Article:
The digital infrastructure which has supported nine million Covid-19 vaccinations in South Africa

First published on The London Evening Standard, 13 August 2021

‘It’s not a silver bullet. But it’s critical to run a vaccination programme of this magnitude,’ says Dr Nicholas Crisp, responsible for co-ordinating South Africa’s vaccine rollout

The final week of July marked a gruesome milestone – the highest weekly total of Covid-19 deaths in Africa since the onset of the pandemic.

South Africa and Tunisia accounted for over 55 per cent of the fatalities, putting yet more pressure on efficient vaccine delivery.

From scheduling, registering and recording vaccinations to monitoring supplies and site capacity, the Electronic Vaccination Data System (EVDS) is the digital infrastructure underpinning South Africa’s roll-out.

Dr Nicholas Crisp, deputy director-general of South Africa’s National Department of Health, says: “Do you need a system? Yes, you definitely need a system to find, analyse and plan your next move.”

Using the EVDS system, health facilities are able to schedule appointments depending on jab availability, preventing people from travelling long distances only to be told the vaccines have run out.

Joining forces with the department is Mezzanine, a subsidiary of the Vodacom group. Its ‘digital toolbox’ is called mVacciNation and is being used as a part of the EVDS system landscape to accelerate the provision of Covid-19 vaccines.

“Often, the health system environments we operate in are driven by paper-based processes, which can mean information could take weeks to be updated,” says Dale Sandberg, managing executive for Health and Social Innovation at Mezzanine.

“Our focus is on having a central team which has visibility across a broad range of service points to work out where the gaps are in real time,” she says.

This live surveillance of vaccine stocks enables health facilities to plan ahead and ensure that the supply of Covid-19 jabs matches the demand. Being able to order the vaccines pre-emptively limits the possibility of the temperature-sensitive vaccines being wasted.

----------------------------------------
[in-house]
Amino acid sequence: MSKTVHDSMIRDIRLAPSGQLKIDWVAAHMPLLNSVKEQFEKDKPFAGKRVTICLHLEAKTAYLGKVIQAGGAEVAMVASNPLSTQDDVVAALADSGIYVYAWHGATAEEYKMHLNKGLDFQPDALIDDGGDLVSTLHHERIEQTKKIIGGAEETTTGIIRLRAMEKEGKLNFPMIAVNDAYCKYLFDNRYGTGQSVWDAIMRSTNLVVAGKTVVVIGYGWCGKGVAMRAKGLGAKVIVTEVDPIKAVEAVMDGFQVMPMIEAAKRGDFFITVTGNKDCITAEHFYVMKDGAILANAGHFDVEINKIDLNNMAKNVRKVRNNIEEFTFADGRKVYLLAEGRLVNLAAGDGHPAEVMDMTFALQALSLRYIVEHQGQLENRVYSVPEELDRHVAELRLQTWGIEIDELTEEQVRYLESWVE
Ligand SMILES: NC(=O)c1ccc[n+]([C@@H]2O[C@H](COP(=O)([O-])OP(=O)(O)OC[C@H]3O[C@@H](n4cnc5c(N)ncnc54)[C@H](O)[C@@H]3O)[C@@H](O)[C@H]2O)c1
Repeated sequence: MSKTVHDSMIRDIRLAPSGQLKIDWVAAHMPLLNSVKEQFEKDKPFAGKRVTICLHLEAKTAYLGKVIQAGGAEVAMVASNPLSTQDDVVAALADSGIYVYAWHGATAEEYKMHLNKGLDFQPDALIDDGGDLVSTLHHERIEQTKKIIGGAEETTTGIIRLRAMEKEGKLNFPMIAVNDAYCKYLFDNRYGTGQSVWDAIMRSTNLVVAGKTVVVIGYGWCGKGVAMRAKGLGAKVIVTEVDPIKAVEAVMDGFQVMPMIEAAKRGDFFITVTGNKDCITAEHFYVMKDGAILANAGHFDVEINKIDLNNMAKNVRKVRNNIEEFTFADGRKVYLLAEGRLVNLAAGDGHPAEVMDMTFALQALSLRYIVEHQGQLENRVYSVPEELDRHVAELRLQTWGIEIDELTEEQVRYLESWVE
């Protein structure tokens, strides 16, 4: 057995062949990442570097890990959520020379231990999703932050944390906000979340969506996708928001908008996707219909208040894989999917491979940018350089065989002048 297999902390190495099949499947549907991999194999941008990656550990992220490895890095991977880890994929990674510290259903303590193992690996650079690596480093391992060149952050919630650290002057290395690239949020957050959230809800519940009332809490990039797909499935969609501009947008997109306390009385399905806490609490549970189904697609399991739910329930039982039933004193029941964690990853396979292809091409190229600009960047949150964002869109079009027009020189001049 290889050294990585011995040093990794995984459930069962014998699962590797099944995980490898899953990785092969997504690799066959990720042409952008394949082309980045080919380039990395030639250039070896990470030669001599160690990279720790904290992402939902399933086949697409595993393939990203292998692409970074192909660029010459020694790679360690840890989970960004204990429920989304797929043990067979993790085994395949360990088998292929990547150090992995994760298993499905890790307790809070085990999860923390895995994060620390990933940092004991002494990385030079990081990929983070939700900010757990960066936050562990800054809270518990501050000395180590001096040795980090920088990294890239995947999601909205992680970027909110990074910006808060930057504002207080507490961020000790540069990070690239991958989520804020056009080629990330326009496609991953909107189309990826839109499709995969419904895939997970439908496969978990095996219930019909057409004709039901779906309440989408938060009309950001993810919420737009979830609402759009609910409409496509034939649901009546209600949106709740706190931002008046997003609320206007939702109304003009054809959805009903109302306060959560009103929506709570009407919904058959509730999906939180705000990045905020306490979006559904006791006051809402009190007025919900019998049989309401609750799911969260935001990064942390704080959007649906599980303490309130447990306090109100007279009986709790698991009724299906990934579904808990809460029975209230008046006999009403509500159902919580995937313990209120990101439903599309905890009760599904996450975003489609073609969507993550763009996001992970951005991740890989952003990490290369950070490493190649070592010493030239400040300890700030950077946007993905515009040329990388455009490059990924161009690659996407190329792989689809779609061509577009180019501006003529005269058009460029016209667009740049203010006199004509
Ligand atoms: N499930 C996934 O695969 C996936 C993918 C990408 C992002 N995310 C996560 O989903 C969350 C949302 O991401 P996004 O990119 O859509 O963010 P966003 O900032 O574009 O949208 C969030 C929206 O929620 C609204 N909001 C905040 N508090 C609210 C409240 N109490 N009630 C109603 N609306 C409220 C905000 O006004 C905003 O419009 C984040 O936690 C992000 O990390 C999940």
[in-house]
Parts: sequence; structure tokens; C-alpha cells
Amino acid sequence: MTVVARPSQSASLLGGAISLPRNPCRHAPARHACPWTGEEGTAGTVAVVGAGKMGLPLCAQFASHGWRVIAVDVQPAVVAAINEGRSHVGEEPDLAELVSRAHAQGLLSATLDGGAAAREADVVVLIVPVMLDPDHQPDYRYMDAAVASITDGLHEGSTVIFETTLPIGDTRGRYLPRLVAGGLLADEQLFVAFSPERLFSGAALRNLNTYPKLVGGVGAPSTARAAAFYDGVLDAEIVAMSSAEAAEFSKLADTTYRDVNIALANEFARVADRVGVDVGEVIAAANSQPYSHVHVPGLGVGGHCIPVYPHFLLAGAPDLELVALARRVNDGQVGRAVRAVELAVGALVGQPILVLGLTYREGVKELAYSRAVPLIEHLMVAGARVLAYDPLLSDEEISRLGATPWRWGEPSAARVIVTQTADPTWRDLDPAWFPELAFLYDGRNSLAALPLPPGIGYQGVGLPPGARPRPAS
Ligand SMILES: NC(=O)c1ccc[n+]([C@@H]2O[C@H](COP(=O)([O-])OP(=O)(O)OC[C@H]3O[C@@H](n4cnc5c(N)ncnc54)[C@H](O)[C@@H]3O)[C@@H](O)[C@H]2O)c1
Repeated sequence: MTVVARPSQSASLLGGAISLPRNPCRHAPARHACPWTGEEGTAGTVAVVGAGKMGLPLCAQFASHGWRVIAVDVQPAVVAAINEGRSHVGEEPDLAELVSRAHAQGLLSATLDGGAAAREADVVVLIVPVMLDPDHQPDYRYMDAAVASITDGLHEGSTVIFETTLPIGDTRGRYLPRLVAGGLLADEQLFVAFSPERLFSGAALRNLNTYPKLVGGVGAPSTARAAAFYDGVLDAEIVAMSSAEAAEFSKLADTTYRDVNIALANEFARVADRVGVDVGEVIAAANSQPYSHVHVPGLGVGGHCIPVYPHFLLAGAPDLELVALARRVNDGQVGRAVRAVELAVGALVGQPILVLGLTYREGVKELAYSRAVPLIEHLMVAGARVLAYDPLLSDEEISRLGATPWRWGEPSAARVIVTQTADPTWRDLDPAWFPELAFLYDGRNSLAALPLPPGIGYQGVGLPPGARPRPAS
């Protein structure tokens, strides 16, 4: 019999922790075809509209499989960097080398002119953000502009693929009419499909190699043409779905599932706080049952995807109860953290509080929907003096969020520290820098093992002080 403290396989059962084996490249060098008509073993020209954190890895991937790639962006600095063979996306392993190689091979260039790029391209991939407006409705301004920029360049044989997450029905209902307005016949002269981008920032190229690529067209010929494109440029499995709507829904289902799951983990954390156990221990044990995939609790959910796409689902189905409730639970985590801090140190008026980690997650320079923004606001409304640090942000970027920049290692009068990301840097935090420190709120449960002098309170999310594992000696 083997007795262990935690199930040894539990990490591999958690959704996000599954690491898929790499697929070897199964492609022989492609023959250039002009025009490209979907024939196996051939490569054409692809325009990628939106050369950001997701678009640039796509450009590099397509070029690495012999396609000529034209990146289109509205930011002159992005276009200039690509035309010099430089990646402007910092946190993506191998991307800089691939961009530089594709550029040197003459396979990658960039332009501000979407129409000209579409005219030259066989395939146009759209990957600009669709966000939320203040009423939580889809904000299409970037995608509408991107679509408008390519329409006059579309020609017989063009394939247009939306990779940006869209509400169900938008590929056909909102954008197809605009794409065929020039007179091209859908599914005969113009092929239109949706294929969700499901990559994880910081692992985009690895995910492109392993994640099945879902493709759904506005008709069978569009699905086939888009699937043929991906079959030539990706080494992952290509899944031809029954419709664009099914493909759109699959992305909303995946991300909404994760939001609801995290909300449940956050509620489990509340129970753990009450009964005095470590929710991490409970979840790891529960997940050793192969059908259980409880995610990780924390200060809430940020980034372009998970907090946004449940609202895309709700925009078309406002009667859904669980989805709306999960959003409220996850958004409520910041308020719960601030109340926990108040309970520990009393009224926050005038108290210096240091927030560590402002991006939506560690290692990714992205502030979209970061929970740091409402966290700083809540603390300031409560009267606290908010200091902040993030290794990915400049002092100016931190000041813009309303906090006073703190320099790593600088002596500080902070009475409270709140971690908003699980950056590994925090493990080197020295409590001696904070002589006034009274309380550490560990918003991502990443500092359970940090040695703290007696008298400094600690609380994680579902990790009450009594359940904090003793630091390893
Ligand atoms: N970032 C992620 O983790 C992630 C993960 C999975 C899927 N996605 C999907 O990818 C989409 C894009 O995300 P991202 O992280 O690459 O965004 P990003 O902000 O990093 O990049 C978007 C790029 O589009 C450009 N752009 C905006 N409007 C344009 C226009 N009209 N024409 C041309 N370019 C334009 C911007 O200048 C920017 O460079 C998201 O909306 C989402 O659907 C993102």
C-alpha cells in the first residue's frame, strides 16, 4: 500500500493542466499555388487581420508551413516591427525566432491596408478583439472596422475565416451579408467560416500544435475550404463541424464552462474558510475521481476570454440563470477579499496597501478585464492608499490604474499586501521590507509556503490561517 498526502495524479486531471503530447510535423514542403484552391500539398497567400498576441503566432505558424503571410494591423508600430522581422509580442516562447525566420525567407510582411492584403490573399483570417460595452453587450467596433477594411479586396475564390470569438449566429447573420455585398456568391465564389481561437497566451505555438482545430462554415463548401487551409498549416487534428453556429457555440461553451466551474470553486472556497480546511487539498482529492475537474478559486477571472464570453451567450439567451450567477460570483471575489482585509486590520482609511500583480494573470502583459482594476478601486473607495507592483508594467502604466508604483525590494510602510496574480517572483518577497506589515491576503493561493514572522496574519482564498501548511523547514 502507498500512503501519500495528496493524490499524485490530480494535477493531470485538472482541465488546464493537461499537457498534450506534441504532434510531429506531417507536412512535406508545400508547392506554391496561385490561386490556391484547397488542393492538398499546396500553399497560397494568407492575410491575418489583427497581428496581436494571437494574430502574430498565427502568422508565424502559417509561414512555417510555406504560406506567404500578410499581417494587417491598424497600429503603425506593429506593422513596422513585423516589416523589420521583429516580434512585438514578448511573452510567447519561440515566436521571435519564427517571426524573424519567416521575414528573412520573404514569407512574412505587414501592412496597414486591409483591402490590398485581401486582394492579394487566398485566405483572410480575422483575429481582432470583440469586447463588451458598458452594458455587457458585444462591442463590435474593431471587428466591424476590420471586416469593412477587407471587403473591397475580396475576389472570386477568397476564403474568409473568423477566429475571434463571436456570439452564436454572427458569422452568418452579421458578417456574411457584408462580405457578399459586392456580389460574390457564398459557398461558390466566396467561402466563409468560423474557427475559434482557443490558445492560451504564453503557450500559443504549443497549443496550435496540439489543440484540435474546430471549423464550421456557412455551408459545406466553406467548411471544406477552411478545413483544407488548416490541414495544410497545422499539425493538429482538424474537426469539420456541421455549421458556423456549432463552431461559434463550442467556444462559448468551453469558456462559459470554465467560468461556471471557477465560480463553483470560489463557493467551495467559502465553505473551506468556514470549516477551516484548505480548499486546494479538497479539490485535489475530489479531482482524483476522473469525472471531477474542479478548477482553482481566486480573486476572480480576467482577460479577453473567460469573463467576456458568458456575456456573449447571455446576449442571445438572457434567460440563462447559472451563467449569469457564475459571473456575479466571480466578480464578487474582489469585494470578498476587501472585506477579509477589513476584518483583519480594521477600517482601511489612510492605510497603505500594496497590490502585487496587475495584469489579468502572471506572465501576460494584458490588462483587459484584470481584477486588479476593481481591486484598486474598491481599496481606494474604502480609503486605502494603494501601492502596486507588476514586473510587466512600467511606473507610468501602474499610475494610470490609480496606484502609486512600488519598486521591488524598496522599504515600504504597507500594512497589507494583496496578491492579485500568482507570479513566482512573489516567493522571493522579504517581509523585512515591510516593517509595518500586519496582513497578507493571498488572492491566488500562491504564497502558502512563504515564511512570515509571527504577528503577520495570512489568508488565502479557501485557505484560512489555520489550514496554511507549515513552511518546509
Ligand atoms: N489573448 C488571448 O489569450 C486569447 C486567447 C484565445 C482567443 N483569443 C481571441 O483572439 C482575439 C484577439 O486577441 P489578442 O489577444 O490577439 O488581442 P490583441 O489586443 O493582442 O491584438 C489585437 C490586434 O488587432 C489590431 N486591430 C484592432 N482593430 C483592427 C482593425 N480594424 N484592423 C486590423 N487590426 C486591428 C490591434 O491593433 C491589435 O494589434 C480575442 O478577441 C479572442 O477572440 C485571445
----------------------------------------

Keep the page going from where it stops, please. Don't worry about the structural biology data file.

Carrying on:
Monitoring supply chains at such close quarters also reduces the chances of vaccines finding their way into illicit markets.

But supply chains form just one part of the equation – the EVDS also registers people onto the system and checks that they’re eligible for the vaccine.

Individual health facilities can then schedule vaccination appointments at their own discretion, sending people WhatsApp messages with their time slot allocation.

Phase 2 of the vaccination roll-out at the Bertha Gxowa Hospital in Germiston, South Africa / AFP via Getty Images

“We register people on the EVDS if they give us a form of identification. This is so we can follow up if there are any adverse reactions, such as anaphylactic shock,” says Dr Crisp.

Easy access to these different datasets forms the basis of this digital solution which monitors vaccine delivery from end to end.

For Ms Sandberg, data-based solutions like mVacciNation require more than one perspective.

“Mezzanine never enters into a project seeing it as a vacuum. All the different stakeholders in an ecosystem, the public sector, private sector and civil society have different strengths that work well together,” she says.

AFP via Getty Images

In the past, Mezzanine has worked in countries like Tanzania and Mozambique to provide digital platforms to boost immunisation programs.

“mVacciNation is a solution that supports health system strengthening, including now the emergency response for Covid-19,” says Ms Sandberg.

Yet the EVDS has recently come under fire, with people complaining about waiting times before receiving their jabs and having to cover long distances to get to the vaccination centre they have been allocated.

“We have two countries in South Africa,” says Dr Crisp. “One would compare favourably with the wealthiest in the UK and the other which compares with the poorest anywhere in Africa. Trying to have a system which accommodates both groups is extremely difficult.”

Dr Nicholas Crisp, deputy director-general of South Africa’s National Department of Health / Dr Nicholas Crisp

He says that for one segment of the population, “everything must happen yesterday”. For the 40 per cent of young South African adults who are unemployed, it is difficult to travel to vaccination clinics which are far away, but these aren’t the people who are making noise.

“The system is complex and does, for the most part, everything that we wanted it to do. But it doesn’t do everything that everybody wants it to do,” he says.